We’ve assisted MANY Preschools and private Primary Schools over the years – with strategies and resources, teachers and training – that aimed to make their classrooms more effective and fun when it comes to teaching and learning Zulu. Our experiences have got me thinking about the scores of children entering preschools or even primary schools every year, with little to no English proficiency, and how they cope and even excel in such a short period of time, because the full immersion environment remains the very best way to learn a language effectively. This article aims to address the key factors that MUST be in place for an effective immersion environment, and what all schools should be aiming for when it comes to teaching second and third languages.
The rules of learning a language apply whether you are 8months, 8yrs or 80years, and the way any language must be introduced (1st, 2nd, 3rd) is done the same throughout as well. Failure to do this process correctly, skip a few steps or undermine the process altogether, will result in confusion, disinterest, and at worst rebellion. In our experience, first as a trilingual preschool, and later as ZuluMites, the following fundamentals need to be in place for language learning:
One-Person-One-Language & being Consistent in that:
There is no mixing of language or translations in our classrooms. No matter what, each teacher sticks to one language in all circumstances
Start as young as possible
Because language learning is what children are doing from birth, it’s important to start as young as possible. It also means there is less chance of rebelling against the language which may come in later years.
Although colloquial language is prevalent throughout society, we have taken the decision to teach language of a high standard. Children can learn how to mix later, but it’s easier to go down than up.
We do each language every day so there is enough input in that language for language learning to take place. Children need to hear a word 500x before it becomes part of their vocabulary so having enough exposure to a language is important for them to make it their own.
Environment (includes no English/translation)
We create an environment where a child needs to speak that language, like moving to a new country and having to find the bus station, you get creative in how to communicate because you have to.
Peer to Peer
There needs to be a balance between speakers and non-speakers so that the non-speakers can watch and learn from their peers as well as from the teacher. If non-speakers dominate the class, they will dominate the teacher that results in a loss of Environment/necessity.
We discuss these in more detail at one of several open days held throughout the year, but suffice to say these pillars have meant that language learning within our preschool environment has been effective and enjoyed.
However, in addition to a second language English teacher being consistent, speaking good English, creating an environment where there is a need to speak English, and starting young (all of which we assume is taking place in an English-medium preschool) these teachers need to employ additional tactics and methodologies to get their message across. After all, if you can no longer rely on your messages being understood, how do you convey meaning?
So how do you teach someone a new language (preferably your first language)?
Well, the very same way you would teach a toddler or infant who cannot yet speak:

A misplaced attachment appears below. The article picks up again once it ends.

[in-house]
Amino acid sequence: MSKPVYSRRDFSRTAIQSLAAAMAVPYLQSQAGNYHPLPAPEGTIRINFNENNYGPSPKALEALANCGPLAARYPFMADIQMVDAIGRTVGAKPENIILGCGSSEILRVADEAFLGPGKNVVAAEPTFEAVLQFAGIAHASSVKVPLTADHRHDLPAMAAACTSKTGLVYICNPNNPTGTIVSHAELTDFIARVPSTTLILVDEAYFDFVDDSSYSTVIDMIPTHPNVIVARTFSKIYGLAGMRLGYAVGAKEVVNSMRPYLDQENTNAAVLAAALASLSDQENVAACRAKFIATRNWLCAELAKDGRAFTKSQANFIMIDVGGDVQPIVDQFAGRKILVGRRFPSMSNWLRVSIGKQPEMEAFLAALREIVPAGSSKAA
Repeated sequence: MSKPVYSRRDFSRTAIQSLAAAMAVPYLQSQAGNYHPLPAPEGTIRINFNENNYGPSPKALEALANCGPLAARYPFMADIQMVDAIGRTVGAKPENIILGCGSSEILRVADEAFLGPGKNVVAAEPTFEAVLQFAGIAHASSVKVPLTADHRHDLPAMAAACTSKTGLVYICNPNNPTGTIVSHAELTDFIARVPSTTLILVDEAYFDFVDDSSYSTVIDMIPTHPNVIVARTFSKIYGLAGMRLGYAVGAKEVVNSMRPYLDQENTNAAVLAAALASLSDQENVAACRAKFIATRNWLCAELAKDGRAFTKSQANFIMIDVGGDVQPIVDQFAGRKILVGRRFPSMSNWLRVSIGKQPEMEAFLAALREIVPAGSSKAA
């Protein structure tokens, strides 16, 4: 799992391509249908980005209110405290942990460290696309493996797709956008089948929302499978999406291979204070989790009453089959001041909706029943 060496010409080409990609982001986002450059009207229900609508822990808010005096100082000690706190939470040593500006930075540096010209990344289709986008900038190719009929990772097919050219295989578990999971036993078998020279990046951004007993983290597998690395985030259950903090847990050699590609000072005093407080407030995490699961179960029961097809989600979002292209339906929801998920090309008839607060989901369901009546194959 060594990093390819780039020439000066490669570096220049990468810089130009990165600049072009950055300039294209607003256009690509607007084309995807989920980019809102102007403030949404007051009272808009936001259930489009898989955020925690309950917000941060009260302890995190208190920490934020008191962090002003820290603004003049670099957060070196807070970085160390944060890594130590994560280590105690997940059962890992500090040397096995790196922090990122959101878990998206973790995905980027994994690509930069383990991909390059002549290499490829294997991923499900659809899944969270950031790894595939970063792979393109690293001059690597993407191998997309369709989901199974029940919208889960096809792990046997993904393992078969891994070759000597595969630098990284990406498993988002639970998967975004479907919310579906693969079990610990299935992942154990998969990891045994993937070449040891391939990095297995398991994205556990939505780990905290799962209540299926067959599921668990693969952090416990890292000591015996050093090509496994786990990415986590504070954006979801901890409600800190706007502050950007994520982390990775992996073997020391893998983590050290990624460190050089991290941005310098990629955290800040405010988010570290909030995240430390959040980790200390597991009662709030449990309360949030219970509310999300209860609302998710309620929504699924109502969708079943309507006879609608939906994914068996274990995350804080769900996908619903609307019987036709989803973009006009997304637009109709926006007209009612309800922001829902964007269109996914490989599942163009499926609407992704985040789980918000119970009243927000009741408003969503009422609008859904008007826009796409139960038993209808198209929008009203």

Use visual aids (of all sorts) to convey the subject you are talking about. For instruction or commands, you must initially follow through with a demonstration and in time the instruction together with the action will be understood and followed.
Enunciate and slow down your speech
Children need to hear clearly where words end and begin. Second language speakers hear a whole line of babble and need clear distinction between words.
Simplify your sentences to their most basic parts
Don’t use unnecessary or fluffy speech; this is especially true of big adjectives. Start with nouns and verbs – things that children can see and do, before focusing on what things are like. Specifically instructions, simplify “You need to go to the bathroom now” to “go bathroom” followed by a modeling of that action.
Be prepared to do this 1 on 1 or in a smaller class environment
It is extremely taxing to be spoken at all day without comprehension of whats going on around you, which is why children in this environment will just switch off (and in turn become naughty). A teacher must make deliberate effort to spend 1:1 time with a child who is struggling, creating a deliberate ‘necessity’ for them to listen, repeat and respond appropriately.
Get the child/person to respond back to you
Comprehension is only one side of the language coin, and many people are satisfied with just this first step. But being able to speak language involves participation and this must be required by the teacher. Don’t settle a child just following an instruction – can they respond back appropriately or at the very least copy what you say. Pronunciation is very important, and must be emphasized in second language classes.
Repeat, Repeat, Repeat
Like a baby learning language through songs and rhymes that mommy and daddy must repeat hundreds of times, repetition is as essential to second language learning as to first. Songs, rhymes, routines, repetition of simple instructions every day like “get your hat” before break time; slowly these ongoing habits solidify language knowledge in a child’s mind. It may be taxing for the teacher, but essential to the child’s language learning.
Our ZuluMites facilitators follow the above mentioned principles religiously and the results so far have spoken for themselves. Of course, we emphasis play, engaging activities, gross motor movement and music to solidify the vocabulary, but essentially all our programmes and lessons use these tactics above.